Category: Critical Care
Keywords: Intubation, Trauma, Cervical Spine, Laryngoscopy (PubMed Search)
Ability to move the head and neck freely can be clutch in endotracheal intubation, so in patients such as certain trauma patients who may have c-spine instability and need to be immobilized, it's all the more important to choose the optimal intubation approach to maximize success and minimize head movement.
Choi et al recently published a study in Anesthesia looking at:
-Video laryngoscopy with a standard geometry Mac blade
as the initial method for intubating patients in c-collars about to undergo spinal surgery. This is an interesting contrast between two extremes, as standard geometry is the most "traditional" approach, whereas fiberoptic is kind of the opposite end of the spectrum, jumping to a more advanced method which might be more flexible (no pun intended) but also introduces new complexities.
All outcomes actually favored standard geometry VL over fiberoptic, including first pass success (98% vs 91%), time to intubation (50s vs 81s) and need for additional airway maneuvers (18% vs 56%). There was no difference in complication rates, although a bigger study might be needed to find rare complications (this study had 330 patients).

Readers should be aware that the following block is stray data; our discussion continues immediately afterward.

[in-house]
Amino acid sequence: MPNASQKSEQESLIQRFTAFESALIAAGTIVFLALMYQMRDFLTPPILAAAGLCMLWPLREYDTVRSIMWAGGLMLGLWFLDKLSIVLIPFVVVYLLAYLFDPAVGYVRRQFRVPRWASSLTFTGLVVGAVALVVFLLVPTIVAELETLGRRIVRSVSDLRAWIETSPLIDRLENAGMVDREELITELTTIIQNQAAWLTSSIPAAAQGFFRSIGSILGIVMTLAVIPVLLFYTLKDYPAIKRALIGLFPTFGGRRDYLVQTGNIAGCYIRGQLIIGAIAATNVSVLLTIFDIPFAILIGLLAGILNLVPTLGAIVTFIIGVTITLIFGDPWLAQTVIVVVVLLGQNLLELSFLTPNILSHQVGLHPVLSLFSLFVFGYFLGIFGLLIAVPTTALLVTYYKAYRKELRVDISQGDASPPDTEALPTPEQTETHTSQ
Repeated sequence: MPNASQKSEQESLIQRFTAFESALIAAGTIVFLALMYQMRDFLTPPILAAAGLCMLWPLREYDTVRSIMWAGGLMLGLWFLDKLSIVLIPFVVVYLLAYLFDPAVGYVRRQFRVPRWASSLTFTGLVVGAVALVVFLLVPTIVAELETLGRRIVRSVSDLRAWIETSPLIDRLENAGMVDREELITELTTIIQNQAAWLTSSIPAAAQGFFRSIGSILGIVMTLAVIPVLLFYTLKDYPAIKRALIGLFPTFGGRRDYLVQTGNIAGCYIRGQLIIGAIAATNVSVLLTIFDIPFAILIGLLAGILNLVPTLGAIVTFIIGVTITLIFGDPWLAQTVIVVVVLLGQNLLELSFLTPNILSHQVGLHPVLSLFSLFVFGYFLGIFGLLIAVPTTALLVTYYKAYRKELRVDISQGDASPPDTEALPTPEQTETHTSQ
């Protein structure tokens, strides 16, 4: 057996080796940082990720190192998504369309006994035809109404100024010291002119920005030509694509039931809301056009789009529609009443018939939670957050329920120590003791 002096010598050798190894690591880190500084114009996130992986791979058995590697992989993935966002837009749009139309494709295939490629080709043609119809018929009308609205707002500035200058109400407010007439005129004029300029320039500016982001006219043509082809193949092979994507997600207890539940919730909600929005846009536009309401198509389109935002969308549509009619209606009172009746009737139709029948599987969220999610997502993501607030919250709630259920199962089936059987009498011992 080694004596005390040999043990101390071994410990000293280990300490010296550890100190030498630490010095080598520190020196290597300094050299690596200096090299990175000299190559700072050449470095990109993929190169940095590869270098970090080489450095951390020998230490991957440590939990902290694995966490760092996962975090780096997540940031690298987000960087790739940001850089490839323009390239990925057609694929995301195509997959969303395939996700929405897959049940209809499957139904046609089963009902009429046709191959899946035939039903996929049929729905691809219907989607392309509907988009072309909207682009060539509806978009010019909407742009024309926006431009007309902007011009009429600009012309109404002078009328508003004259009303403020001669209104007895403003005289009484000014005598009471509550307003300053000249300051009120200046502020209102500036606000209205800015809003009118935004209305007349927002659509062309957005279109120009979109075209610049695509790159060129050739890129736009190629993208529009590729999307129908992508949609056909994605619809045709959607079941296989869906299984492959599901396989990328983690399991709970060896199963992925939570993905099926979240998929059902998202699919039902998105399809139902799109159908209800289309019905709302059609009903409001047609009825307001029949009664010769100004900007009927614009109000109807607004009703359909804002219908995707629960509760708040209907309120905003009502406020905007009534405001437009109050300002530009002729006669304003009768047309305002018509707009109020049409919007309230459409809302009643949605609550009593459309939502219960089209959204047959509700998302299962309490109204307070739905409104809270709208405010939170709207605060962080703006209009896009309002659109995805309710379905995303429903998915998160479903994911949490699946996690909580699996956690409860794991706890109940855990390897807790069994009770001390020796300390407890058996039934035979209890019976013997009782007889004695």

In my opinion, it's unfortunate they didn't include hyperangulated VL, as it would be interesting to see how this approach compares. Personally I think of hyperangulated VL in these patients as a nice blend of the two methods, bringing the familiarity and speed of typical VL intubation, but often requiring less neck movement like fiberoptic.
Bottom Line: This study does not support a fiberoptic first approach to intubating patients with cervical spine instability. In fact, it may cause harm.
Choi S, Yoo HK, Shin KW, Kim YJ, Yoon HK, Park HP, Oh H. Videolaryngoscopy vs. flexible fibrescopy for tracheal intubation in patients with cervical spine immobilisation: a randomised controlled trial. Anaesthesia. 2023 May 5. doi: 10.1111/anae.16035. Epub ahead of print. PMID: 37145935.